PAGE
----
Friday, April 17, 2009


Every now and then Google Books provides full view of something I really want to read. Considering I do not have JSTOR account (my college provides no such thing for us, unfortunately) I have, for once, found that the document I wanted to read is available to the public: The Journal of the American Oriental Society, published in 1907.  Available here and printable, as well. It has an article in regards to Xenophon's writing on his coming across the ruins of Nineveh (pdf page 110), the ancient Assyrian kingdom.   

I am finding that the ancient Mesopotamia provides a large amount of fascination for me, and Assyria and Babylon and its' kings. I look forward to taking courses in the approximating semesters in regards to this region.   



Hermes, draw near, and to my pray'r incline, angel of Jove, and Maia's son divine; Studious of contests, ruler of mankind, with heart almighty, and a prudent mind. Celestial messenger, of various skill, whose pow'rful arts could watchful Argus kill: With winged feet, 'tis thine thro' air to course, O friend of man, and prophet of discourse: Great life-supporter, to rejoice is thine, in arts gymnastic, and in fraud divine: With pow'r endu'd all language to explain, of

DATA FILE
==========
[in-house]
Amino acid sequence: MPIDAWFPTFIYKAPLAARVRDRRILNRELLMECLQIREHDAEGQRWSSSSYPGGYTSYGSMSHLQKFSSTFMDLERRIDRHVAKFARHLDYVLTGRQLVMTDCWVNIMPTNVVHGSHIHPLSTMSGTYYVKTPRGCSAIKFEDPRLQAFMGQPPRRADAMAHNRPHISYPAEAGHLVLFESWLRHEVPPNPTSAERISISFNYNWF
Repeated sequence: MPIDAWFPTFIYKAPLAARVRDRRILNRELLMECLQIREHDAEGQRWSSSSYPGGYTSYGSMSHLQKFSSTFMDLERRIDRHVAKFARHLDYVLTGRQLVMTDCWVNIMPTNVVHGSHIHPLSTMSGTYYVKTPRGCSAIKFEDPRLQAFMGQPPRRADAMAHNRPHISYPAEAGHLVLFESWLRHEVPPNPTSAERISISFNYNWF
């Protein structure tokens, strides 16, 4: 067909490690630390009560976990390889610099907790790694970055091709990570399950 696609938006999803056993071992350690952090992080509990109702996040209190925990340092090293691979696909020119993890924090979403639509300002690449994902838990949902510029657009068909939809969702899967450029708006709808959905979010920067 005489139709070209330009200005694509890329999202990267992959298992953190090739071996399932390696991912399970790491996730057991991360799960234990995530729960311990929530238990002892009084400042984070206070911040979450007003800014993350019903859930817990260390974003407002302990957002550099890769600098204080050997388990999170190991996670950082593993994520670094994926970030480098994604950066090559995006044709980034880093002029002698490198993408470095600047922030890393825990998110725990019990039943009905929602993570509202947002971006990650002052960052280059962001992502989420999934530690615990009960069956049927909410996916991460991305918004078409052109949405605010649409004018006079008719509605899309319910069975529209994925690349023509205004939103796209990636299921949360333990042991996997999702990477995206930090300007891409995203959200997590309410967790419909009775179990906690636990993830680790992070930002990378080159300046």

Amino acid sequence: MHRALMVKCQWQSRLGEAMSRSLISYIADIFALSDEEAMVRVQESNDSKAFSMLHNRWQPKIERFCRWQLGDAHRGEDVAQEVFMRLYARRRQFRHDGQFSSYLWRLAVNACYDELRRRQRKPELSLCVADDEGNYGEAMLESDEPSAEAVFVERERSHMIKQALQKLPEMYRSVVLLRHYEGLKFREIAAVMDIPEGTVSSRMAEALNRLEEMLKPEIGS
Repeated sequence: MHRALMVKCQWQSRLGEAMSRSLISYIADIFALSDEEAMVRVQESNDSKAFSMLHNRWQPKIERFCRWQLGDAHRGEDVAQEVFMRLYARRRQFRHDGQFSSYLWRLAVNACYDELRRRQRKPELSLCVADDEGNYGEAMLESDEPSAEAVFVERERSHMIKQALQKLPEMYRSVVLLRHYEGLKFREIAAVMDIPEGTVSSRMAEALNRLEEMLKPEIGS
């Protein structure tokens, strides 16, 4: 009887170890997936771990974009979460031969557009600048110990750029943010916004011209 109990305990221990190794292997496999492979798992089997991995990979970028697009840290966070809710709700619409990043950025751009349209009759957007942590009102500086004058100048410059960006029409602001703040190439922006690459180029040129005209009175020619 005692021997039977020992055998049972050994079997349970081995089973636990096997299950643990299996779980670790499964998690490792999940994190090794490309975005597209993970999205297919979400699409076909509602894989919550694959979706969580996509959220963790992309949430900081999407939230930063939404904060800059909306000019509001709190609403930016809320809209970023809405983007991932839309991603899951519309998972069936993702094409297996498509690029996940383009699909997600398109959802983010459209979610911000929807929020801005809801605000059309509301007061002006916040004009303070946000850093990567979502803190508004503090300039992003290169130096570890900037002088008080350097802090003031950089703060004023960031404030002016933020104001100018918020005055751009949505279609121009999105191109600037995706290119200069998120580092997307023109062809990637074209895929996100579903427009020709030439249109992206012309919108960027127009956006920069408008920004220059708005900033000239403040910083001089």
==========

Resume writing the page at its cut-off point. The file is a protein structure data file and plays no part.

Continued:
care the loos'ner, and the source of gain. Whose hand contains of blameless peace the rod, Kerukeion, blessed, profitable God; Of various speech, whose aid in works we find, and in necessities to mortals kind: Dire weapon of the tongue, which men revere, be present, Hermes, and thy suppliant hear; Assist my works, conclude my life with peace, give graceful speech, and me memory's increase.

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